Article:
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Designing the Ideal STEM Classroom

Designing a STEM Classroom

This article is based on Hertz Furniture’s combined and extensive STEM classroom design experience. It comprehensively outlines the ideal K-12 STEM classroom and considerations for its optimal layout and furniture.

What is a STEM Classroom

The STEM classroom is a hub of project-based learning, where students come together to innovate, create, and solve problems. The unique character of this special space requires a different kind of planning than the traditional classroom. How much your students get out of this space depends a lot on how it is arranged, and what is inside. By designing a flexible space, and filling it with STEM classroom furniture, which was created for just this purpose, you will be enabling your students to make the most of their learning in this unique space.

Stem Classroom Layout

Unlike traditional classroom layouts, the STEM classroom setup requires a variety of different areas, where students can focus on different parts of the creation and problem-solving processes. There also don’t have to be enough seats for all of the students to sit at the same time, because everyone will be at a different stage of the process, at any given time. What is important, however, is flexibility and versatility, which allow students to work in the way that is most comfortable to them, and at the same time most fitting for the task at hand.

What are the Ideal Spaces for the STEM Classroom?

Group Instruction Area: This is the place where students come together with an educator to receive a new task, or get feedback. For this purpose, there needs to be an appropriate work surface for the group to sit around, as well as seating. This area doesn’t always have to be arranged for group instruction, but it does need to be relatively easy to set this up, as needed. Flexible classroom furniture is key for making this space work properly.

Small Group-Learning Spaces

Students will need places where they can collaborate and plan comfortably. These spaces should include separate work areas where students can work on projects together, from the earliest stages to completion. There needs to be enough space between each of the individual work areas for separate groups to work comfortably, and hear each other easily, without being interrupted by another group.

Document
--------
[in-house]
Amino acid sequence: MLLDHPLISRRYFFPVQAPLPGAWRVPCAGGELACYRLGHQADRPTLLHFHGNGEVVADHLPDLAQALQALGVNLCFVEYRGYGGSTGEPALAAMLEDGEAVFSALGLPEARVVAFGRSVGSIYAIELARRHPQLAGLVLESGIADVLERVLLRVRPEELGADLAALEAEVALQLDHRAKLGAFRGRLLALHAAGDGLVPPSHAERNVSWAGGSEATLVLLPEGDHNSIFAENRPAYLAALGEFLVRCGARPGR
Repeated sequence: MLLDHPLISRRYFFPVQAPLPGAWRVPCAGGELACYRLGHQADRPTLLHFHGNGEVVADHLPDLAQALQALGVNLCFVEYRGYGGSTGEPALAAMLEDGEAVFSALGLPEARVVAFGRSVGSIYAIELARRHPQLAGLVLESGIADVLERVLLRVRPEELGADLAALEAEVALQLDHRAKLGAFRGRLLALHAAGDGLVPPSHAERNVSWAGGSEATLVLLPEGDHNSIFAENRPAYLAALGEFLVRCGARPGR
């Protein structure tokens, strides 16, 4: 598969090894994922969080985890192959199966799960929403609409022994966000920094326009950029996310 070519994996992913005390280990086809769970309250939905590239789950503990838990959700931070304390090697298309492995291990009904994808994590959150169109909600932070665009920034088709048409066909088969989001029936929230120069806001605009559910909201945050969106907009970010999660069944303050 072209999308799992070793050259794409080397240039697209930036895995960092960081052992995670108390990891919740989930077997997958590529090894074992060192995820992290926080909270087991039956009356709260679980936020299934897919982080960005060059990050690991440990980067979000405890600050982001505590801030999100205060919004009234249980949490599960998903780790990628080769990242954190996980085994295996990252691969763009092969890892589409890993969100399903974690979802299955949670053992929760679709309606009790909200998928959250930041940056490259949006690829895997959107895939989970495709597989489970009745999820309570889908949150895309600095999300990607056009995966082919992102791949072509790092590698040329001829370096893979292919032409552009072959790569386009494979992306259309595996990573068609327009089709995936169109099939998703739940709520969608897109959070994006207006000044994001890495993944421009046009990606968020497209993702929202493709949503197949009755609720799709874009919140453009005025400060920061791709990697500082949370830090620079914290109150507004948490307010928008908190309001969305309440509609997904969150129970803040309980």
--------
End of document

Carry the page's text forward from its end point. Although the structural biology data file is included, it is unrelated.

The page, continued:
Ongoing Project Storage

Most projects in the STEM classroom take place over the course of multiple lessons. For this reason, students must have a safe space to store their works-in-progress, so they won’t be taken or tampered with. The project storage area can be off to the side of the classroom, or even in a large, well-organized closet. Although it is very important, there is no reason to take up precious floor space in the center of the classroom for this particular area, when it functions just as well in a less central location.

Material Storage

The more organized your materials are, the easier it will be for students to find what they need. With all of the various supplies and manipulatives that students will be using in the STEM classroom, keeping everything organized will help maximize productivity. Material storage should be organized in separate bins, which can easily be removed from a closet, cart, or cubbies. Because the individual bins can be removed and taken over to the work area, the materials storage space can be set off to the side of the classroom in one main, easily accessible area.

Testing Area

Because STEM projects are often meant to solve real-world problems, they often require testing to see if they will actually work. The testing area is where students can check how well their prototypes are working, and make adjustments if necessary. This should be an open area, without furniture, which is set at a distance from the work spaces, so testing will not interfere with the work of other students.

Printing Zone

This is where students will be printing out their plans, explanations, and even parts of their actual projects. They will only need access to this space when some part of the planning or preparation is complete, and therefore ready to go to print. That means that the ideal place for this space is in a designated area on the side of the classroom, where students can easily pick up what they printed.

Presentation Space

With all of the efforts students are putting into their projects, they need an adequate space for presenting their work to their peers. This could be a presentation cart, instructor’s station, or a designated area of the classroom. Choosing a counter-height surface for this area increases the visibility during presentations.

Display Area

This is the space which allows you to highlight all of your students creative innovations, and encourage other students, faculty, and parents to get excited about STEM learning. It should be easy to see the contents on display, but at the same time they need to be secured against tampering. A sleek glass display case with enough depth to support projects in a variety of sizes is a great idea for this area.

Whether you call your STEAM learning space a fab lab, makerspace, or STEM classroom, getting the right furniture and materials will make the space exponentially more functional. Even if you don’t have a dedicated classroom, by getting a few choice pieces of mobile equipment and furniture, you can effectively create a STEAM learning classroom in almost any venue. No matter if you have a mobile STEAM classroom or dedicated makerspace, this essential learning area will foster valuable skills that your students will take with them from the classroom, into the workforce, and beyond.

Learn more about the Ideal STEM classroom here.

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